Lula’s trial: possible outcomes

. Jan 24, 2018
Lula's trial possible outcomes
Lula's trial: possible outcomes

Lula’s trial will be decisive for the 2018 election. Photo: ESP

On January 24, Brazil’s Federal Appellate Court of the 4th region (TRF4) sets the stage for October’s presidential election. Three of the court’s judges will decide whether or not to confirm a July 2017 conviction of former President Luiz Inácio Lula da Silva for corruption and money laundering.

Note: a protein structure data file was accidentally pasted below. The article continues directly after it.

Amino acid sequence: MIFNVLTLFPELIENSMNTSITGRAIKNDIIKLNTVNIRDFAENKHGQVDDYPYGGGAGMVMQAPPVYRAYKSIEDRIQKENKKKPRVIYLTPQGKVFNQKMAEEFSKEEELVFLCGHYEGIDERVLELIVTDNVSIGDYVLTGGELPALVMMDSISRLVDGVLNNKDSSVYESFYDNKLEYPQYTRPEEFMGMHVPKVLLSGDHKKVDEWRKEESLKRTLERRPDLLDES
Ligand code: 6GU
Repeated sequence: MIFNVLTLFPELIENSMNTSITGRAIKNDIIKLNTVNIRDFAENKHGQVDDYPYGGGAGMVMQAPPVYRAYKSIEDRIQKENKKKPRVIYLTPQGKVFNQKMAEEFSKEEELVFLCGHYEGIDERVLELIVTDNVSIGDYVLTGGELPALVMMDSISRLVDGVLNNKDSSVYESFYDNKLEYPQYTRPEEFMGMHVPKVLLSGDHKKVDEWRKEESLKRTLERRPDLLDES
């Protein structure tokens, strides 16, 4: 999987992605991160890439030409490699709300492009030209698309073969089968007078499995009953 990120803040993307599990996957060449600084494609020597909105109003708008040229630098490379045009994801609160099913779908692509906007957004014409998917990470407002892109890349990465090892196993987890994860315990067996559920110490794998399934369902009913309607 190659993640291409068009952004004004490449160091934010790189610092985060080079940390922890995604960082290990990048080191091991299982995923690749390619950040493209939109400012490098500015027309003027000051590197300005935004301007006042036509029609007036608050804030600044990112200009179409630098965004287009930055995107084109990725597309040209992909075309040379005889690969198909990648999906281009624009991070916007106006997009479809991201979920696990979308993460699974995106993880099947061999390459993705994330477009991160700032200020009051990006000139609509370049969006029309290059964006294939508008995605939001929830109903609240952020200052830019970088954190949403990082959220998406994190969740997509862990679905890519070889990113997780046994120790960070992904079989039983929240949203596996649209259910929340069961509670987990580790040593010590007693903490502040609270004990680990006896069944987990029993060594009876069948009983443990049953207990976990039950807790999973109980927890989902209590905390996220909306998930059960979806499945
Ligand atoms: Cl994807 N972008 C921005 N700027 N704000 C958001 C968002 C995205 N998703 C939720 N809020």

Lula was found guilty of accepting a beachfront apartment as a kickback from OAS, a construction company. In exchange for the apartment, Lula allegedly benefited OAS by granting contracts with the federal administration.

While the prosecution has made a strong case that the apartment was meant specifically for Lula, the case against him remains riddled with problems. So far, prosecutors have failed to prove exactly how Lula benefited OAS. Of course, Lula might appear guilty at first glance – but courts of law shouldn’t operate on appearance, but rather on evidence.